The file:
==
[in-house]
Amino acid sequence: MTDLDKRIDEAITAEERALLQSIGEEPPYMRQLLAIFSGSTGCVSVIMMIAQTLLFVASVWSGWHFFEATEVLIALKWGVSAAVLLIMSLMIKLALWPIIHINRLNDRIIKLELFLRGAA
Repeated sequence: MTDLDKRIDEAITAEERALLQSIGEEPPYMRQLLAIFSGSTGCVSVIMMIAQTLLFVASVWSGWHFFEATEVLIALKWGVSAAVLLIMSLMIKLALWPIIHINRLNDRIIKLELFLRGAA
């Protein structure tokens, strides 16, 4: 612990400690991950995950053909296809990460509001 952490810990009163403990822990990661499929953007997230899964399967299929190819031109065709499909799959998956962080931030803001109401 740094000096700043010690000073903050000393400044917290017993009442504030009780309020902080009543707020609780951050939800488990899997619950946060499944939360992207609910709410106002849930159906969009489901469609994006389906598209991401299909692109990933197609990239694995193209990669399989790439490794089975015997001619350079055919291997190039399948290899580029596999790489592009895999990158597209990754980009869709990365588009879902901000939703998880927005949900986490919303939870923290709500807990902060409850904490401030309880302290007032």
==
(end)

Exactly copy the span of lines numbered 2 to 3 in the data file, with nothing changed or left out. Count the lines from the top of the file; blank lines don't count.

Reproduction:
Amino acid sequence: MTDLDKRIDEAITAEERALLQSIGEEPPYMRQLLAIFSGSTGCVSVIMMIAQTLLFVASVWSGWHFFEATEVLIALKWGVSAAVLLIMSLMIKLALWPIIHINRLNDRIIKLELFLRGAA
Repeated sequence: MTDLDKRIDEAITAEERALLQSIGEEPPYMRQLLAIFSGSTGCVSVIMMIAQTLLFVASVWSGWHFFEATEVLIALKWGVSAAVLLIMSLMIKLALWPIIHINRLNDRIIKLELFLRGAA